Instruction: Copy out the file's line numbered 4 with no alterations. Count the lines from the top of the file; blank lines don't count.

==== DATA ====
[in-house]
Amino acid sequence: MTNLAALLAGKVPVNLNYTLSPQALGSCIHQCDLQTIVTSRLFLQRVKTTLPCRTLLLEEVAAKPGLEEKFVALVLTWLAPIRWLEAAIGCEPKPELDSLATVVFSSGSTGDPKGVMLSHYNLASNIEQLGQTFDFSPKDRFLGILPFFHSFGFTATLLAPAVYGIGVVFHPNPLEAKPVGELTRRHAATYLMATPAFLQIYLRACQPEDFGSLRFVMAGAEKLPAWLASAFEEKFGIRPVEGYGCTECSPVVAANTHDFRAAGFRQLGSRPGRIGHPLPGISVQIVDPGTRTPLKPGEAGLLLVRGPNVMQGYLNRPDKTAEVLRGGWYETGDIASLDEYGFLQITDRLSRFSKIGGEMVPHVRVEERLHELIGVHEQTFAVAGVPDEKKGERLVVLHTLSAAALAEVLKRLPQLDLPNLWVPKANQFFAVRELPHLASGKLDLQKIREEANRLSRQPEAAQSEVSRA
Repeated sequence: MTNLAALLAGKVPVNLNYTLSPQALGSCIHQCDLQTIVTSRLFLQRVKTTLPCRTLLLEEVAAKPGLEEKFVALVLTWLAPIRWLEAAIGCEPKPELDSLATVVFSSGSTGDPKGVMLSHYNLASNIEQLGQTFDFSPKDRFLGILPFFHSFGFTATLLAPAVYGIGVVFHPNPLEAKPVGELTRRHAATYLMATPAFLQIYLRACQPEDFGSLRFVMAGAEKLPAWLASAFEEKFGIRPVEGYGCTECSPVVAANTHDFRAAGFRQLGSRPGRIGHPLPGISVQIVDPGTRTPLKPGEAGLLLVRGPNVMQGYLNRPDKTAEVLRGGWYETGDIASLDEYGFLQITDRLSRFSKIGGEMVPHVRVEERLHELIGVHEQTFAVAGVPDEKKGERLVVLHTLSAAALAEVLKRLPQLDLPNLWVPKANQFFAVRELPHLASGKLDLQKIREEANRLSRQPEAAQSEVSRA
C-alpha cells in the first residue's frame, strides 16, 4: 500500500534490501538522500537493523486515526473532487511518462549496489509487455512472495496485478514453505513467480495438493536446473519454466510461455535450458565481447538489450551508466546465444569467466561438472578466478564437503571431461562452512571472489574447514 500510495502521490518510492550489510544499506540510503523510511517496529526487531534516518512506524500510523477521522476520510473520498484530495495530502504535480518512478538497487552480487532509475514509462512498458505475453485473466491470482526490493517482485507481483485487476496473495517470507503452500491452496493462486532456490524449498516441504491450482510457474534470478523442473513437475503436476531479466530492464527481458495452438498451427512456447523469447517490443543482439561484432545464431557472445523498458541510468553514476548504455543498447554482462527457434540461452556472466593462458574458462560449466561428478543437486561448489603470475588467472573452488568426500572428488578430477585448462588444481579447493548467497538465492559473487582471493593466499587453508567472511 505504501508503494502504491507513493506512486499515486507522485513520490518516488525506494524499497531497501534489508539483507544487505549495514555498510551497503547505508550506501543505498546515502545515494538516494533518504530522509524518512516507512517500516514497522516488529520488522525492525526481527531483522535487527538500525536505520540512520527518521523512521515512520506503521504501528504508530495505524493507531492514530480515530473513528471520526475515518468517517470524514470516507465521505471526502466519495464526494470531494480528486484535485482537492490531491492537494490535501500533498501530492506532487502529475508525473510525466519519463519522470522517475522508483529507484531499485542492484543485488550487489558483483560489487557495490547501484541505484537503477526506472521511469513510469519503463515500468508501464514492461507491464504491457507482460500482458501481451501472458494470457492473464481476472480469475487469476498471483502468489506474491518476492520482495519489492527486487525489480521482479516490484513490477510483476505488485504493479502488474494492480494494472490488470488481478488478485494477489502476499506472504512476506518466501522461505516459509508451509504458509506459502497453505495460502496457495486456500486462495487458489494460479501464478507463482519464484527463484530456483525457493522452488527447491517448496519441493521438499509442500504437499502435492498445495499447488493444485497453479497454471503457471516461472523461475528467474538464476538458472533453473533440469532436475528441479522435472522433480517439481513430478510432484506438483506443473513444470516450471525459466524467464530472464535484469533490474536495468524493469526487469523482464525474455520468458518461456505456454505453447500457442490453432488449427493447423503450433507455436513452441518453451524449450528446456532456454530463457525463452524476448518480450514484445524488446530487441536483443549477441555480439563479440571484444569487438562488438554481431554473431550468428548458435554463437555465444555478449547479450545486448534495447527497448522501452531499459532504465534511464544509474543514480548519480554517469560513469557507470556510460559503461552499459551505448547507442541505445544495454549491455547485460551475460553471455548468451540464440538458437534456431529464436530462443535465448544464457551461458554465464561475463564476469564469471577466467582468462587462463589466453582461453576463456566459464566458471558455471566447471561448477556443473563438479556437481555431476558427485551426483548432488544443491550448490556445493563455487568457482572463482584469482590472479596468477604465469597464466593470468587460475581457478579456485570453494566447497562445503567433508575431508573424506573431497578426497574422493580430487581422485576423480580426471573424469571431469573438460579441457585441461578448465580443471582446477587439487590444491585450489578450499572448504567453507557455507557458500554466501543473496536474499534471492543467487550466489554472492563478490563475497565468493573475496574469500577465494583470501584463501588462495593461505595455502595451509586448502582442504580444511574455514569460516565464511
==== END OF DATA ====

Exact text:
C-alpha cells in the first residue's frame, strides 16, 4: 500500500534490501538522500537493523486515526473532487511518462549496489509487455512472495496485478514453505513467480495438493536446473519454466510461455535450458565481447538489450551508466546465444569467466561438472578466478564437503571431461562452512571472489574447514 500510495502521490518510492550489510544499506540510503523510511517496529526487531534516518512506524500510523477521522476520510473520498484530495495530502504535480518512478538497487552480487532509475514509462512498458505475453485473466491470482526490493517482485507481483485487476496473495517470507503452500491452496493462486532456490524449498516441504491450482510457474534470478523442473513437475503436476531479466530492464527481458495452438498451427512456447523469447517490443543482439561484432545464431557472445523498458541510468553514476548504455543498447554482462527457434540461452556472466593462458574458462560449466561428478543437486561448489603470475588467472573452488568426500572428488578430477585448462588444481579447493548467497538465492559473487582471493593466499587453508567472511 505504501508503494502504491507513493506512486499515486507522485513520490518516488525506494524499497531497501534489508539483507544487505549495514555498510551497503547505508550506501543505498546515502545515494538516494533518504530522509524518512516507512517500516514497522516488529520488522525492525526481527531483522535487527538500525536505520540512520527518521523512521515512520506503521504501528504508530495505524493507531492514530480515530473513528471520526475515518468517517470524514470516507465521505471526502466519495464526494470531494480528486484535485482537492490531491492537494490535501500533498501530492506532487502529475508525473510525466519519463519522470522517475522508483529507484531499485542492484543485488550487489558483483560489487557495490547501484541505484537503477526506472521511469513510469519503463515500468508501464514492461507491464504491457507482460500482458501481451501472458494470457492473464481476472480469475487469476498471483502468489506474491518476492520482495519489492527486487525489480521482479516490484513490477510483476505488485504493479502488474494492480494494472490488470488481478488478485494477489502476499506472504512476506518466501522461505516459509508451509504458509506459502497453505495460502496457495486456500486462495487458489494460479501464478507463482519464484527463484530456483525457493522452488527447491517448496519441493521438499509442500504437499502435492498445495499447488493444485497453479497454471503457471516461472523461475528467474538464476538458472533453473533440469532436475528441479522435472522433480517439481513430478510432484506438483506443473513444470516450471525459466524467464530472464535484469533490474536495468524493469526487469523482464525474455520468458518461456505456454505453447500457442490453432488449427493447423503450433507455436513452441518453451524449450528446456532456454530463457525463452524476448518480450514484445524488446530487441536483443549477441555480439563479440571484444569487438562488438554481431554473431550468428548458435554463437555465444555478449547479450545486448534495447527497448522501452531499459532504465534511464544509474543514480548519480554517469560513469557507470556510460559503461552499459551505448547507442541505445544495454549491455547485460551475460553471455548468451540464440538458437534456431529464436530462443535465448544464457551461458554465464561475463564476469564469471577466467582468462587462463589466453582461453576463456566459464566458471558455471566447471561448477556443473563438479556437481555431476558427485551426483548432488544443491550448490556445493563455487568457482572463482584469482590472479596468477604465469597464466593470468587460475581457478579456485570453494566447497562445503567433508575431508573424506573431497578426497574422493580430487581422485576423480580426471573424469571431469573438460579441457585441461578448465580443471582446477587439487590444491585450489578450499572448504567453507557455507557458500554466501543473496536474499534471492543467487550466489554472492563478490563475497565468493573475496574469500577465494583470501584463501588462495593461505595455502595451509586448502582442504580444511574455514569460516565464511